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When Should Writers Start Building Their Email List

If you’re like me then you’ve at times allowed your focus on writing to inadvertently shift to building an email list. Who can blame us? It seems like every podcast, blog, and video out there tell us that our email list will be our greatest asset. The truth is, that is a valid

An active, engaged list of subscribers can do wonders to your business. The problem is, when and how should we begin building a list? Answering the first part of that question is what this article is all about. The second part (the how) will also be touched upon, but it is important that you know that there are countless books on this subject and adequately covering the range of list building strategies will not be possible in this post.

Don’t fret though because one specific strategy special for authors will be provided momentarily.

To put it very simply, my rule of thumb is not until you’re averaging at least 3 ebook sales per day. This may mean you write one great ebook that is selling around 3 units per day (which would likely be an Amazon Best Sellers Rank of 50K to 70K). This could also mean that you have three ebooks that sell approximately one unit each per day.

Once you arrive at three units per day, then you want to create a squeeze page where you can direct your readers to subscribe. This part answers the question of how to begin creating a list.

After the squeeze page is complete then you go back to the books and figure out where you can sporadically insert a link to the squeeze page. It goes without saying that the quality of your content should not suffer in any way, so if you find yourself hindering your message by inserting a link to your squeeze page then just add it towards the beginning and the end of the book before and after the readers experience the greatness that is your words.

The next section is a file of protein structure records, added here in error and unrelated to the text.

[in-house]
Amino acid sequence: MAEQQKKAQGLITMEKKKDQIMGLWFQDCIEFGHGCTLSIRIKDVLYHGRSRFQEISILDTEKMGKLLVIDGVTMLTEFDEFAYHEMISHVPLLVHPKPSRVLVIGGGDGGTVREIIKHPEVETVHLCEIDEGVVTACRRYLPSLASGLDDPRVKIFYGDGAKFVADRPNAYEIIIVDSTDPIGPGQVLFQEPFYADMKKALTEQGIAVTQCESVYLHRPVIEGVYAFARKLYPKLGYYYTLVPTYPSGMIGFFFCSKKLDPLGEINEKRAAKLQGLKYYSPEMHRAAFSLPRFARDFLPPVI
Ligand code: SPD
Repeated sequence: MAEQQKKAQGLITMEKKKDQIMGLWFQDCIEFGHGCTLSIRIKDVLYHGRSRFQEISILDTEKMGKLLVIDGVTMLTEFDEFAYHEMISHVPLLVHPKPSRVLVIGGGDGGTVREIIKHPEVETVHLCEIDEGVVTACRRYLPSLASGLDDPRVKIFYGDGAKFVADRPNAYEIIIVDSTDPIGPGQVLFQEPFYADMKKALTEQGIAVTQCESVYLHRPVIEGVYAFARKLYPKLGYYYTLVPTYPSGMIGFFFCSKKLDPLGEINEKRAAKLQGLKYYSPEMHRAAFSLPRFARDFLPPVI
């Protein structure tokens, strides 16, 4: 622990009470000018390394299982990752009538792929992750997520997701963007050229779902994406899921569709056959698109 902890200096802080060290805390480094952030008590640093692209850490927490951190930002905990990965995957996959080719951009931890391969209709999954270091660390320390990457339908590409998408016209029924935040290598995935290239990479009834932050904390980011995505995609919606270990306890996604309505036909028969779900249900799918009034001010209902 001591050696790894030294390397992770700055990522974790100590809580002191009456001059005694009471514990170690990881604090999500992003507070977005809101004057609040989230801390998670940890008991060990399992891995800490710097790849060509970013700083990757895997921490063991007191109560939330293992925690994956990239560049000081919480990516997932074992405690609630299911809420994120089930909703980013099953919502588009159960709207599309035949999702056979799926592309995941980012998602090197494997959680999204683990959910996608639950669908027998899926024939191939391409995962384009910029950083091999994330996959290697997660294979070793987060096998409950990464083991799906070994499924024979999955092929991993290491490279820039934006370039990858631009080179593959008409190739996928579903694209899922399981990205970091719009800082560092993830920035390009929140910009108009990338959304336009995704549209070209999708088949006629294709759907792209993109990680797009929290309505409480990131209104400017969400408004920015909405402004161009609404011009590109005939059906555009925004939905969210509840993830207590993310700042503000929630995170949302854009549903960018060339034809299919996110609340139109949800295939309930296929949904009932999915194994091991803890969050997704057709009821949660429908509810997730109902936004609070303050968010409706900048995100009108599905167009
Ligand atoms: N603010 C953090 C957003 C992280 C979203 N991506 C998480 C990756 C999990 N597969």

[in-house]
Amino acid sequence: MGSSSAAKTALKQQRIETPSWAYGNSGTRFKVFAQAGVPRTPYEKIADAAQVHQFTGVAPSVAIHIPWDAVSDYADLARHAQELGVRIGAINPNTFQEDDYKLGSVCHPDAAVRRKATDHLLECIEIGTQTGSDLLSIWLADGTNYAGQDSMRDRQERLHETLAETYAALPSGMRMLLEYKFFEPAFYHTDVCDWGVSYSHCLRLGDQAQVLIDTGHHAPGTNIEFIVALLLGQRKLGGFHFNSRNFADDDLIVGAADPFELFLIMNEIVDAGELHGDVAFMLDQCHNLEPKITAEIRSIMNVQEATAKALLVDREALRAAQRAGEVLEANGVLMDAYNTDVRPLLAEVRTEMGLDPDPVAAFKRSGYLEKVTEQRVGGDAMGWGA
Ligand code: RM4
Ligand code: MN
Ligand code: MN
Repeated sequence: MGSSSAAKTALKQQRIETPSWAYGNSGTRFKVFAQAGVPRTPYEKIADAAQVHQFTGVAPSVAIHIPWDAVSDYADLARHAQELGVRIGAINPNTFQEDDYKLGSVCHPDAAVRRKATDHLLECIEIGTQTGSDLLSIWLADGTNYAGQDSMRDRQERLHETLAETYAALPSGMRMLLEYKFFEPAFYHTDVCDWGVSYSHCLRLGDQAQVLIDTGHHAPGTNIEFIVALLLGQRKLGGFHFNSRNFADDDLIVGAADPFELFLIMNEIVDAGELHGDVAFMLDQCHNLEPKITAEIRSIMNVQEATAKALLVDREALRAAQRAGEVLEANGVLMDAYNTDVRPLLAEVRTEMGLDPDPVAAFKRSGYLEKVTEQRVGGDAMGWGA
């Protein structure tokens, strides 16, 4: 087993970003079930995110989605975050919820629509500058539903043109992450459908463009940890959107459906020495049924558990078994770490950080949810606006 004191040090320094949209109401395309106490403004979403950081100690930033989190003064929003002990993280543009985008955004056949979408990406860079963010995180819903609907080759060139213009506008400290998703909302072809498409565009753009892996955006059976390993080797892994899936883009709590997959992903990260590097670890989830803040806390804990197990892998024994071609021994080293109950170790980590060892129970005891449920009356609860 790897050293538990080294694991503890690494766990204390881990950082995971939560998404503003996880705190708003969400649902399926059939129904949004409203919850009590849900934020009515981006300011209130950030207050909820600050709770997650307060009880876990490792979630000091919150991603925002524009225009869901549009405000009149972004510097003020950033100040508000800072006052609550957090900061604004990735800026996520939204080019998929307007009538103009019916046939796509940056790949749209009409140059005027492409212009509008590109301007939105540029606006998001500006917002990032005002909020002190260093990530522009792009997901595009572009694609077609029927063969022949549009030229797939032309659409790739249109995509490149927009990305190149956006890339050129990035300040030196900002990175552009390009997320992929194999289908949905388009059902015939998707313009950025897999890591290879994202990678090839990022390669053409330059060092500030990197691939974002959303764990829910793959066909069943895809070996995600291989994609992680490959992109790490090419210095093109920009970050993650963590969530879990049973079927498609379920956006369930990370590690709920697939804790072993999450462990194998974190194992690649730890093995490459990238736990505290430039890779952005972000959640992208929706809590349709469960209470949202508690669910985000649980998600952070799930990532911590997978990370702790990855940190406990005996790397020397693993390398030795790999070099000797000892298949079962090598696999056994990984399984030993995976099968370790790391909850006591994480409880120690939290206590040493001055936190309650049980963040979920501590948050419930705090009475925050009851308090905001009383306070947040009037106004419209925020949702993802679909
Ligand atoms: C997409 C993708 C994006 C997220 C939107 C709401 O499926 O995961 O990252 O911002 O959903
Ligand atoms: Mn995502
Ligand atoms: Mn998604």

Just a note for those that do not know, you’re going to need some sort of lead magnet to provide a reason for your readers to subscribe. You could offer your book in audio format, or you could offer a cheat sheet of some sort that might add value to the content from your book. If you’re not happy with either of those then just try google searching the term “lead magnet ideas”. Something should come up.

Lastly, you’re going to need some sort of email platform. I personally use, however, that is about $20 per month so if you’re starting from scratch and don’t want to invest the capital, try It is free of charge with certain limitations, but still very appropriate for somebody starting out.

Sell 3 eBooks Per Day

To bring it back to the answer of when you focus on developing your email list, I stated once you achieve regular daily ebook sales of 3 units per day. If your readers enjoy your book and you offer a valuable lead magnet then chances are you get a new subscriber every couple of days or so.

Once you have everything set up and running it is time to get back to writing. Moreover, use this list building time as a break from writing, but don’t let yourself get too far away from writing.

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Punch The Blank Page In The Face With These 3 Strategies

Whether you refer to your list of book ideas, act on a sudden shot of inspiration, or finally decide to begin writing the book idea you’ve been sitting on for the last five years you, it doesn’t matter. You still might find yourself staring in front of a blank page without the slightest idea of how and/or where to start. Then as soon as you begin typing each letter you match it with an equal amount of deletes. At this point you are completely frustrated and annoyed.

I get it. I’ve been there. Don’t panic my fellow writer. Many have been there which means many have successfully escaped.

Check out the three strategies below to help you get yourself started. This is a pre-outline stage. Literally, you have nothing and you need something, anything. Breath calmly, rest easy, and enjoy the solutions below.

Strategy #1: Open Up The Flood Gates